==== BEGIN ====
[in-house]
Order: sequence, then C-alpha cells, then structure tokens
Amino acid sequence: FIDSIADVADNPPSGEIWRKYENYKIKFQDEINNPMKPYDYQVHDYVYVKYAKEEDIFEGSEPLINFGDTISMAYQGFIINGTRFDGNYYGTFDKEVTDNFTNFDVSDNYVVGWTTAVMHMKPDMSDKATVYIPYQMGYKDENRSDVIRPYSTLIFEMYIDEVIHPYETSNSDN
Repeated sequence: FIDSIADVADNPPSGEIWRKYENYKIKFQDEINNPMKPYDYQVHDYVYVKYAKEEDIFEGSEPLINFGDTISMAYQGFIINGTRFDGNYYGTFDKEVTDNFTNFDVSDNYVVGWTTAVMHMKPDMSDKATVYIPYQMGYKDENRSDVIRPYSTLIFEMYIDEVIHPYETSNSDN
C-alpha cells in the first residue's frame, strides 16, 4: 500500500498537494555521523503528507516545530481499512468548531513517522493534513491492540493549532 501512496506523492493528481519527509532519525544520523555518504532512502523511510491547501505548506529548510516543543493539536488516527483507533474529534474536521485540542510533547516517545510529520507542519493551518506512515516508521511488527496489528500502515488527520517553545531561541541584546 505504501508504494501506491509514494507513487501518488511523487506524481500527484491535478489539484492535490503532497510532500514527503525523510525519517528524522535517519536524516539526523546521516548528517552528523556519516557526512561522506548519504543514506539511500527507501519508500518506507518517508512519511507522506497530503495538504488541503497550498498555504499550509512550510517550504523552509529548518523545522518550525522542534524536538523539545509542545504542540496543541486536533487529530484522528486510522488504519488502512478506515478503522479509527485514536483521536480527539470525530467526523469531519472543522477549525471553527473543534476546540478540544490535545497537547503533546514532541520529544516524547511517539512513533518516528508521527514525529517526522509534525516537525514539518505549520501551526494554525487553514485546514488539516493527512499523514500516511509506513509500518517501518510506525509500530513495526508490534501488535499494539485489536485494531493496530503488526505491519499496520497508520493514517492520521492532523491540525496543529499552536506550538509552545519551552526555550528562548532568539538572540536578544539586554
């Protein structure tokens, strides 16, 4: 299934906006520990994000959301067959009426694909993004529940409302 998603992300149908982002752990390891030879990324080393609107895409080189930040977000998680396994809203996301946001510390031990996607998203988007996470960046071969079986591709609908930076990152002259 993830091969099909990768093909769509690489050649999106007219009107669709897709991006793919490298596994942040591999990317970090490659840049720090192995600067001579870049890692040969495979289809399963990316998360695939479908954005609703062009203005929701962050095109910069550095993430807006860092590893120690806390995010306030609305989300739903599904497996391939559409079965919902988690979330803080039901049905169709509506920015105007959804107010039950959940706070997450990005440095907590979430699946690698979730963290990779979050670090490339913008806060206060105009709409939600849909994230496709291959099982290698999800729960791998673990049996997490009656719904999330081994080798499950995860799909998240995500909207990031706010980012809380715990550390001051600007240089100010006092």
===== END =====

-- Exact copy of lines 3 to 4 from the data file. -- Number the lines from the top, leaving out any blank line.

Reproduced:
Amino acid sequence: FIDSIADVADNPPSGEIWRKYENYKIKFQDEINNPMKPYDYQVHDYVYVKYAKEEDIFEGSEPLINFGDTISMAYQGFIINGTRFDGNYYGTFDKEVTDNFTNFDVSDNYVVGWTTAVMHMKPDMSDKATVYIPYQMGYKDENRSDVIRPYSTLIFEMYIDEVIHPYETSNSDN
Repeated sequence: FIDSIADVADNPPSGEIWRKYENYKIKFQDEINNPMKPYDYQVHDYVYVKYAKEEDIFEGSEPLINFGDTISMAYQGFIINGTRFDGNYYGTFDKEVTDNFTNFDVSDNYVVGWTTAVMHMKPDMSDKATVYIPYQMGYKDENRSDVIRPYSTLIFEMYIDEVIHPYETSNSDN